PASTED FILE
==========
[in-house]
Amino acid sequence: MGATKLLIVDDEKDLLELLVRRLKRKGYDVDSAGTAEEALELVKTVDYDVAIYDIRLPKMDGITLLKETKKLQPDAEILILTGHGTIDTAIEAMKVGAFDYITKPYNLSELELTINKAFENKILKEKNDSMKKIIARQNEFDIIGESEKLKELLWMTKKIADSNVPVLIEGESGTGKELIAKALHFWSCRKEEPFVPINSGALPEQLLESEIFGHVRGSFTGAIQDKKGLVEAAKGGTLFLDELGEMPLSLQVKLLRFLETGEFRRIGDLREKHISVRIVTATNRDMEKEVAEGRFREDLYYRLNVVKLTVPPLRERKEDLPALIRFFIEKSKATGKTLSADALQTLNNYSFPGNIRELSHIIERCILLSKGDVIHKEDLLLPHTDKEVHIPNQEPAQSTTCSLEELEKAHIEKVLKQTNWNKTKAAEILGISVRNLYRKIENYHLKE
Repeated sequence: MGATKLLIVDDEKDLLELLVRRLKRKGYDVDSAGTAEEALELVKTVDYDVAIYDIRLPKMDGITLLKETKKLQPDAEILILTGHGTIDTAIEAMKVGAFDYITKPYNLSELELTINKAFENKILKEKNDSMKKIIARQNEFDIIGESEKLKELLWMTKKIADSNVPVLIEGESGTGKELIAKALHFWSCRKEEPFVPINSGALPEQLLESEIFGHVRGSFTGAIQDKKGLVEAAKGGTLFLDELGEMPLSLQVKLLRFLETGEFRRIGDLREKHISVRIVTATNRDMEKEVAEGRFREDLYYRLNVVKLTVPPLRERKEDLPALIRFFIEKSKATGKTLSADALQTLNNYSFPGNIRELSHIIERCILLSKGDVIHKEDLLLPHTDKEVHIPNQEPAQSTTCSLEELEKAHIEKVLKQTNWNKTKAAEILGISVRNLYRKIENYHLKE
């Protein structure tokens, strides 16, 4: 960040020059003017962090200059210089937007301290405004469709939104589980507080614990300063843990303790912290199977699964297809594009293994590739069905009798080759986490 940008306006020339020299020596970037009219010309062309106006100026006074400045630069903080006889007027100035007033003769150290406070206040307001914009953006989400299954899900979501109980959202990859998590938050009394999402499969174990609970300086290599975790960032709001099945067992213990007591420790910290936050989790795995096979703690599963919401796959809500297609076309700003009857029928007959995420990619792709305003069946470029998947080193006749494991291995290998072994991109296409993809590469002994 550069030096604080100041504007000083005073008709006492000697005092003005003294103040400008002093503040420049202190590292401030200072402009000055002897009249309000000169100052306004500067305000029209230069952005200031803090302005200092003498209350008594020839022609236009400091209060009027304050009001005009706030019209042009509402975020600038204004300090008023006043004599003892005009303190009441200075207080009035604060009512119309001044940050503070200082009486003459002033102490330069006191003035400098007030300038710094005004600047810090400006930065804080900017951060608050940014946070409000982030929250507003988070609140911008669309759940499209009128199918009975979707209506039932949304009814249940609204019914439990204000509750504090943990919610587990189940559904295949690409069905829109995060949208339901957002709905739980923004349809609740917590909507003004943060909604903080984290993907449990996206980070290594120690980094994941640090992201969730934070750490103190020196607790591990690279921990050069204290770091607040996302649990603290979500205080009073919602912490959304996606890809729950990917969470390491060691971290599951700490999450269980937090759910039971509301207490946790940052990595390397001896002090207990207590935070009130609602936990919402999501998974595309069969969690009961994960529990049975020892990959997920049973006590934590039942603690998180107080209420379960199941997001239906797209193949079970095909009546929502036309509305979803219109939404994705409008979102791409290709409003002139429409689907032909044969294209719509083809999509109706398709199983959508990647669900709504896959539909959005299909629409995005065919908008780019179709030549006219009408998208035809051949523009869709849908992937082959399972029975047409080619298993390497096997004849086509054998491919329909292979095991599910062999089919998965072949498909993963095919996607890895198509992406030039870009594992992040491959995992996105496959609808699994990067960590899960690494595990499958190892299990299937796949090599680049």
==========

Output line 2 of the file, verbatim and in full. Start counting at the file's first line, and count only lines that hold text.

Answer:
Amino acid sequence: MGATKLLIVDDEKDLLELLVRRLKRKGYDVDSAGTAEEALELVKTVDYDVAIYDIRLPKMDGITLLKETKKLQPDAEILILTGHGTIDTAIEAMKVGAFDYITKPYNLSELELTINKAFENKILKEKNDSMKKIIARQNEFDIIGESEKLKELLWMTKKIADSNVPVLIEGESGTGKELIAKALHFWSCRKEEPFVPINSGALPEQLLESEIFGHVRGSFTGAIQDKKGLVEAAKGGTLFLDELGEMPLSLQVKLLRFLETGEFRRIGDLREKHISVRIVTATNRDMEKEVAEGRFREDLYYRLNVVKLTVPPLRERKEDLPALIRFFIEKSKATGKTLSADALQTLNNYSFPGNIRELSHIIERCILLSKGDVIHKEDLLLPHTDKEVHIPNQEPAQSTTCSLEELEKAHIEKVLKQTNWNKTKAAEILGISVRNLYRKIENYHLKE